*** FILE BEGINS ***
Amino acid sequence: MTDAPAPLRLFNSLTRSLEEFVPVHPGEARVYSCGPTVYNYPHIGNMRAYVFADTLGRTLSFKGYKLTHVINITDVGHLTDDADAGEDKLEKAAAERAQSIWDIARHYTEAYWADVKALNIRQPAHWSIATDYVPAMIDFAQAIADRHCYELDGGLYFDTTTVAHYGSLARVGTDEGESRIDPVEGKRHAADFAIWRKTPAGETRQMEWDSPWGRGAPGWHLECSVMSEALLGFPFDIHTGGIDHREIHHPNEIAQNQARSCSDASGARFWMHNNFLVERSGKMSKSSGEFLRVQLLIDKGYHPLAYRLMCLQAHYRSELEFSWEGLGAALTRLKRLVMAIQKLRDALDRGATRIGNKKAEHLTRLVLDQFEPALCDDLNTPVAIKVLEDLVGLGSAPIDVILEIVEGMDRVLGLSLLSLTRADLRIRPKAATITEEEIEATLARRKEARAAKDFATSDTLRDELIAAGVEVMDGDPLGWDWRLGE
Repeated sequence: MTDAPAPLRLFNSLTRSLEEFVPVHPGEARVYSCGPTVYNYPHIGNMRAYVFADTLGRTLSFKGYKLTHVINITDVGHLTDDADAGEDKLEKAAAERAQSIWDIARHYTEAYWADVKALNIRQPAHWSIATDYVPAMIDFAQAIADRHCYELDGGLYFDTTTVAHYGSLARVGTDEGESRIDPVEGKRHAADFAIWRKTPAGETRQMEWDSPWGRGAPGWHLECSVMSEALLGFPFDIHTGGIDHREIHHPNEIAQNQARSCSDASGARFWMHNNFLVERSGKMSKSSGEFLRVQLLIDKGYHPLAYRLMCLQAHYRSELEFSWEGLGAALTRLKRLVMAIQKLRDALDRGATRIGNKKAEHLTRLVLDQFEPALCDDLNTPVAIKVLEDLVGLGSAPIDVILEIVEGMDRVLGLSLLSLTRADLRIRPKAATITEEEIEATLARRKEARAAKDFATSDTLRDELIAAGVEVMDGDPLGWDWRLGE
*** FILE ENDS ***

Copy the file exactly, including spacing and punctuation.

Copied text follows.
Amino acid sequence: MTDAPAPLRLFNSLTRSLEEFVPVHPGEARVYSCGPTVYNYPHIGNMRAYVFADTLGRTLSFKGYKLTHVINITDVGHLTDDADAGEDKLEKAAAERAQSIWDIARHYTEAYWADVKALNIRQPAHWSIATDYVPAMIDFAQAIADRHCYELDGGLYFDTTTVAHYGSLARVGTDEGESRIDPVEGKRHAADFAIWRKTPAGETRQMEWDSPWGRGAPGWHLECSVMSEALLGFPFDIHTGGIDHREIHHPNEIAQNQARSCSDASGARFWMHNNFLVERSGKMSKSSGEFLRVQLLIDKGYHPLAYRLMCLQAHYRSELEFSWEGLGAALTRLKRLVMAIQKLRDALDRGATRIGNKKAEHLTRLVLDQFEPALCDDLNTPVAIKVLEDLVGLGSAPIDVILEIVEGMDRVLGLSLLSLTRADLRIRPKAATITEEEIEATLARRKEARAAKDFATSDTLRDELIAAGVEVMDGDPLGWDWRLGE
Repeated sequence: MTDAPAPLRLFNSLTRSLEEFVPVHPGEARVYSCGPTVYNYPHIGNMRAYVFADTLGRTLSFKGYKLTHVINITDVGHLTDDADAGEDKLEKAAAERAQSIWDIARHYTEAYWADVKALNIRQPAHWSIATDYVPAMIDFAQAIADRHCYELDGGLYFDTTTVAHYGSLARVGTDEGESRIDPVEGKRHAADFAIWRKTPAGETRQMEWDSPWGRGAPGWHLECSVMSEALLGFPFDIHTGGIDHREIHHPNEIAQNQARSCSDASGARFWMHNNFLVERSGKMSKSSGEFLRVQLLIDKGYHPLAYRLMCLQAHYRSELEFSWEGLGAALTRLKRLVMAIQKLRDALDRGATRIGNKKAEHLTRLVLDQFEPALCDDLNTPVAIKVLEDLVGLGSAPIDVILEIVEGMDRVLGLSLLSLTRADLRIRPKAATITEEEIEATLARRKEARAAKDFATSDTLRDELIAAGVEVMDGDPLGWDWRLGE